High tides in South Florida raise climate concerns
A sidewalk collapsed along this South Florida beach.
Another high tide hit eroded areas of Fort Lauderdale Beach in Florida this week, officials hope it will be the last major high tide event of 2012.
Local and state officials scrambled to deal with erosion that threatened to undermine Highway A1A over the weekend. Underlying the entire crisis has been growing fear the rising sea levels would have a permanent impact on the beach.
Fort Lauderdale Mayor Jack Seiler said the crisis presented "a unique opportunity to bring governmental and climate experts together to develop a long-term restoration and renourishment plan that will enable us to adapt to changing climate conditions, protect our region's economy and great quality of life, and continue to build strong, livable and sustainable communities."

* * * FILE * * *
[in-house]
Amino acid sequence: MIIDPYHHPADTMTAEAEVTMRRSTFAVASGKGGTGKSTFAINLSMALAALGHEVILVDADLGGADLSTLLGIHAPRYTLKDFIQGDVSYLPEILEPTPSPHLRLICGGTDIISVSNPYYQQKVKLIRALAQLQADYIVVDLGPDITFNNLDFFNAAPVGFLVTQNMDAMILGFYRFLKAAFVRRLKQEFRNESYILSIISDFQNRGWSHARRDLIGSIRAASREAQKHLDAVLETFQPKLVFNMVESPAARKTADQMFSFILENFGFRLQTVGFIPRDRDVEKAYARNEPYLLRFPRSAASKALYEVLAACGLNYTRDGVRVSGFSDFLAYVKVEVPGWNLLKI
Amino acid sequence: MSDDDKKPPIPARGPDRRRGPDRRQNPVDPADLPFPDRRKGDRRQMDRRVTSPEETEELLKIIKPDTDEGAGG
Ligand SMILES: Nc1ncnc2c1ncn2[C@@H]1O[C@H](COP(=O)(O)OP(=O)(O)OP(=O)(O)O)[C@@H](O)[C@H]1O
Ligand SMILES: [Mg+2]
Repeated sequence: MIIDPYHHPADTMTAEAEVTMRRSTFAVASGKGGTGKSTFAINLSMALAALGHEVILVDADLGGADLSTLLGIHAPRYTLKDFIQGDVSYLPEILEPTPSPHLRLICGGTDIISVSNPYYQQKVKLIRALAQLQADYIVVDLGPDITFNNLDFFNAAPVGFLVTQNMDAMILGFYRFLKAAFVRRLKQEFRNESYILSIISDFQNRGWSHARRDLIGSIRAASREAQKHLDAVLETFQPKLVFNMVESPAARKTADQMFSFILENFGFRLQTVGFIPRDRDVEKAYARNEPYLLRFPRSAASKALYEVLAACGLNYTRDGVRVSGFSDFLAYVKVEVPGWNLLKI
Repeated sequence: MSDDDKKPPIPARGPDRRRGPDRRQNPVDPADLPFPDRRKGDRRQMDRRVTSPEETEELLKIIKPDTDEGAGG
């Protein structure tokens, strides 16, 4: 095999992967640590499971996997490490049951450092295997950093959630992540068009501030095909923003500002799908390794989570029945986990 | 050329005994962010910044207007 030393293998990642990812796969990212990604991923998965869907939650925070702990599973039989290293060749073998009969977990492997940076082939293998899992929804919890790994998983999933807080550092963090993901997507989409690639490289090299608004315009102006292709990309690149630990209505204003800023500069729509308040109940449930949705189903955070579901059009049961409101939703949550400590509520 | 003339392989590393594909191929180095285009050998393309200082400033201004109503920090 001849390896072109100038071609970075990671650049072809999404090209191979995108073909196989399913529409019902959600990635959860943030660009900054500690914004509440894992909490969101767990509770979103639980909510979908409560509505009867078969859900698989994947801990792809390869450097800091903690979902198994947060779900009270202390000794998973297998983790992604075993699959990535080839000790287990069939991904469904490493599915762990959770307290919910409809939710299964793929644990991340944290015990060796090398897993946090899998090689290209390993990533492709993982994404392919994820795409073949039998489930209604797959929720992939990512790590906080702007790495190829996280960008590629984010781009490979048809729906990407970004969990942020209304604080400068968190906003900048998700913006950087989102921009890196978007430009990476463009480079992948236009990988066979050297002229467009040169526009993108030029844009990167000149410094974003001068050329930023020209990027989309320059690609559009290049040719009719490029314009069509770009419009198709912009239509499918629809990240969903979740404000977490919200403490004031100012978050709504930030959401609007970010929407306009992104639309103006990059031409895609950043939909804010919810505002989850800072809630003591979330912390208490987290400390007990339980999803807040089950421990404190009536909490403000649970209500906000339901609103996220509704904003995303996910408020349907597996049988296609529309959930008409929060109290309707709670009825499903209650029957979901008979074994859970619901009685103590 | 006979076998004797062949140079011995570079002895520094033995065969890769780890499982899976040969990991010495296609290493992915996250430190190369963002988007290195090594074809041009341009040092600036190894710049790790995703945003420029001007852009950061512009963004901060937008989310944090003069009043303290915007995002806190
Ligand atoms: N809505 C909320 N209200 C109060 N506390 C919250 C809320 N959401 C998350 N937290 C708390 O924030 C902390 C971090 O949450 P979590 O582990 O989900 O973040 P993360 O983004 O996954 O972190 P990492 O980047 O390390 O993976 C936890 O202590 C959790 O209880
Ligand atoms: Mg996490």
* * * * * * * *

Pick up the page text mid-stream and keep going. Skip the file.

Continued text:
Fort Lauderdale public affairs manager Chaz Adams wrote in an email, “We are also trying to emphasize that the erosion is only impacting a small, four-block portion of the beach and that access to hotels, restaurants and other areas of the beach are not affected. As you know, the erosion story has made national news and we want to reassure tourists and visitors that our beaches are still beautiful and accessible.”
Fort Lauderdale, Broward County and the Florida Department of Transportation were scrambling to develop plans to prevent further erosion and eventually rebuild the beach.
The ocean removed parking meters and traffic signals along A1A, just north of Sunrise Boulevard Hugh Taylor Birch State Park.
Local governments will work together to come up with a plan to deal with erosion concerns.
If you are commenting using a Facebook account, your profile information may be displayed with your comment depending on your privacy settings. By leaving the 'Post to Facebook' box selected, your comment will be published to your Facebook profile in addition to the space below.